Basswood is a lightweight wood that would rate about a 4 on the scale. It really has a strong midrange tone, which is why guitarists such as Joe Satriani, Steve Vai, and others like basswood bodied guitars so much. It allows you to be heard in a band setting. Even though Basswood is closed grain, it takes a lot of finish in. It’s also quite soft, so a good polyurethane finish is best to protect the wood from damage. It really has no defining figure, aside from the occasional mineral streaks of red, black, or green.

It is found from Maine to Minnesota and down south to West Virginia and Iowa. If you’re so inclined, you can actually eat the leaves from this tree.

Walnut — Juglans nigra
Walnut is found from Canada down into Texas. It’s also known by the name Black Walnut as well. It has also been grown in Europe, under more controlled conditions for its wood. It is an open grained wood. You typically see this wood either finished in an oil based finish, such as tung oil, or a clear gloss or satin. The color and figuring of this wood is very nice. If you wanted a solid color, you might go with either Hard Ash or Soft Maple, as they don’t have nearly attractive a grain and the tone of walnut would be right between those two.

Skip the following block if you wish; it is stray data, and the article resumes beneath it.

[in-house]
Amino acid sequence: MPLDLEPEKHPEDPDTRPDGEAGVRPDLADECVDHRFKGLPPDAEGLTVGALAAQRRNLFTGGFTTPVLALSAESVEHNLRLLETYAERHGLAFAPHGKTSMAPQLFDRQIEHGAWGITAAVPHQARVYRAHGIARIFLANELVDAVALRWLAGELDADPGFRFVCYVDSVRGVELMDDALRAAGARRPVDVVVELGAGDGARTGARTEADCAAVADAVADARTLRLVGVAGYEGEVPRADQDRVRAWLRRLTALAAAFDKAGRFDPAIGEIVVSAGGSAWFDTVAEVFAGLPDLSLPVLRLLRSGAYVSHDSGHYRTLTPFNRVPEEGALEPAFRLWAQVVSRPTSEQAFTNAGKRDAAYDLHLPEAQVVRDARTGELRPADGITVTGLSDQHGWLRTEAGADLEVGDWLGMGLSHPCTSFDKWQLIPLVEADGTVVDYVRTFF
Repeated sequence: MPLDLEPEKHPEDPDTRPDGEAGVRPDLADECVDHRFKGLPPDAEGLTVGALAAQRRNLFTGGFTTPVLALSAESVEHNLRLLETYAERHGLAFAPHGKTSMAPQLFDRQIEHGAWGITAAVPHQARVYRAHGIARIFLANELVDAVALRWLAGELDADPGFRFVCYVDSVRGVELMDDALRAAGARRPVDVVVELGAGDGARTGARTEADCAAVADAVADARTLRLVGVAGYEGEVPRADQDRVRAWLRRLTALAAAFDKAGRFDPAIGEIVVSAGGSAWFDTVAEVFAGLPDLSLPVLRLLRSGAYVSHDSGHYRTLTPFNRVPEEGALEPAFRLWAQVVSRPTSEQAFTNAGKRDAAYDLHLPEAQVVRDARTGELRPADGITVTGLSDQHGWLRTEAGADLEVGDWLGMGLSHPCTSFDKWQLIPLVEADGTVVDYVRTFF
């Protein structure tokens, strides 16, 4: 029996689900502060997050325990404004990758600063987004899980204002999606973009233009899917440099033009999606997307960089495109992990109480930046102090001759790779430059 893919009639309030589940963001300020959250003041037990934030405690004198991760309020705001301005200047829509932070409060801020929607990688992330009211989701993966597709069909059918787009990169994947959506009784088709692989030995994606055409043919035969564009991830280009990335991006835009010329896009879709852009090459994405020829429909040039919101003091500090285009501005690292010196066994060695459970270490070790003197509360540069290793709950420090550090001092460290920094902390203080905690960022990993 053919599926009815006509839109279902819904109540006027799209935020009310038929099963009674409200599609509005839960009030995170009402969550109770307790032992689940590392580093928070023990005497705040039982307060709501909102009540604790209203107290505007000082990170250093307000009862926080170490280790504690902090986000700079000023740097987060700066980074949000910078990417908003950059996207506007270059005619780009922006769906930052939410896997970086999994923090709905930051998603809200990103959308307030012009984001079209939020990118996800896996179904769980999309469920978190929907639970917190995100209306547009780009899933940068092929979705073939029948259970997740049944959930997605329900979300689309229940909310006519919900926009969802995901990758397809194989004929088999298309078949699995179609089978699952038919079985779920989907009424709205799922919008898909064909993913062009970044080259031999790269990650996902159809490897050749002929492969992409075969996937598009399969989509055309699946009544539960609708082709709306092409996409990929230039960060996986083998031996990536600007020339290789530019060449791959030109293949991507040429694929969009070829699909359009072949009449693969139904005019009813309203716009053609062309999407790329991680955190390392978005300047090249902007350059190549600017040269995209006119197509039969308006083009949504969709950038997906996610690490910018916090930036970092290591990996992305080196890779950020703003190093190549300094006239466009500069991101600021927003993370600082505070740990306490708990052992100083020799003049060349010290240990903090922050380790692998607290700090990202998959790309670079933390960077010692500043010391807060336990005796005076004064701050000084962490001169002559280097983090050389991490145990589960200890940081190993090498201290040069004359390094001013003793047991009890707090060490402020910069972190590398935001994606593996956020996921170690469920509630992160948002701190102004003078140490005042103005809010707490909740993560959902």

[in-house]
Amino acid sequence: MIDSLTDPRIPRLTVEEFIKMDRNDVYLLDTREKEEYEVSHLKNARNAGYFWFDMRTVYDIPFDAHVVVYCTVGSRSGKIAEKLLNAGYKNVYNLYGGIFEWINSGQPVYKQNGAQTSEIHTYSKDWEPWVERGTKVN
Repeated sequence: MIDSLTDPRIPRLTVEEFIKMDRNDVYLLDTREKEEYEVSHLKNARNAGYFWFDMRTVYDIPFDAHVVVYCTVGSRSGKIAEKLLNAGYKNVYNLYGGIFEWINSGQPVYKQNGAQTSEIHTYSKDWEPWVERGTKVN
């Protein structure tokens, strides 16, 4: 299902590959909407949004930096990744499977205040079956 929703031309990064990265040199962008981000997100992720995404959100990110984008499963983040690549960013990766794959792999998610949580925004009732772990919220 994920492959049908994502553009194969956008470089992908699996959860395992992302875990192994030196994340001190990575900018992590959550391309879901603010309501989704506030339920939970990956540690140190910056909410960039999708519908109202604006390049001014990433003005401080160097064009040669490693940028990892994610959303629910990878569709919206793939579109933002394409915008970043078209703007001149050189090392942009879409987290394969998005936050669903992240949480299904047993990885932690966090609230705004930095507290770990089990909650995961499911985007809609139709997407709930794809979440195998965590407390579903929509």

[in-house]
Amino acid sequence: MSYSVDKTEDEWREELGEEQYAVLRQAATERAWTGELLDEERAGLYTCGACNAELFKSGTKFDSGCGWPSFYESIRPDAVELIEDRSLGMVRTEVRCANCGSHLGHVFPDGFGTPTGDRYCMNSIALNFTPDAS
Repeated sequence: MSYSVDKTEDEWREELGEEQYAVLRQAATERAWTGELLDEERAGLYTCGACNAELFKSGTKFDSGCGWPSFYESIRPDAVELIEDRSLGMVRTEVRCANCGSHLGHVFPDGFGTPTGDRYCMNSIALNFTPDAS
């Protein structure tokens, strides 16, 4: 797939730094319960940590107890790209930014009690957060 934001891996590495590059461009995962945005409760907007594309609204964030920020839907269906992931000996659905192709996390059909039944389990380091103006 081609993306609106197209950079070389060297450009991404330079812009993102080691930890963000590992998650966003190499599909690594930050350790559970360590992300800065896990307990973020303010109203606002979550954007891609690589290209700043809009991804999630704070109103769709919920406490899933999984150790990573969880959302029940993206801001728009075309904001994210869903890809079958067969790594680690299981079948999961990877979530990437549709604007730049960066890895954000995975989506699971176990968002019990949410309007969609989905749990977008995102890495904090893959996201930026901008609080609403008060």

Walnut is brighter sounding, 7 on the scale. It’s bright, but not like Hard Maple. It also tends to be a bit lighter too, even though it’s a heavy on the wood scale.

With Rosewood, we’re looking at the same situation as with mahogany. There is a genuine genus and others that aren’t. I’m going to cover a few of those here.

Dalbergia baronii — Madagascar Rosewood. Threatened by habitat loss and is on the Red List of Endangered Species.

Dalbergia latifolia — East Indian Rosewood. Grown in India, but illegal to export wild grown due to rarity. It is very highly prized for it’s strength and high density, but that also lends to its cost. Since it is grown in limited quantities due to slow growth and in plantations, supply is low while demand remains high. This is typically the wood you see in bodies. It is oily, which is hard to finish. It is typically a clear finish due to the natural beauty of the wood. It is also very heavy and many players will chamber the body. It rates at about a 2 on the scale. It’s similar to mahogany, but with a smoother treble response.

Dalbergia nigra — Brazillian Rosewood. This particular species of rosewood has nicer figuring than others in its genus. However, since 1992 it has been illegal for trade. What this means is nothing after the date of the trade ban is legal. However, any wood harvested before that time with correct documentation is legal for trade, but highly expensive.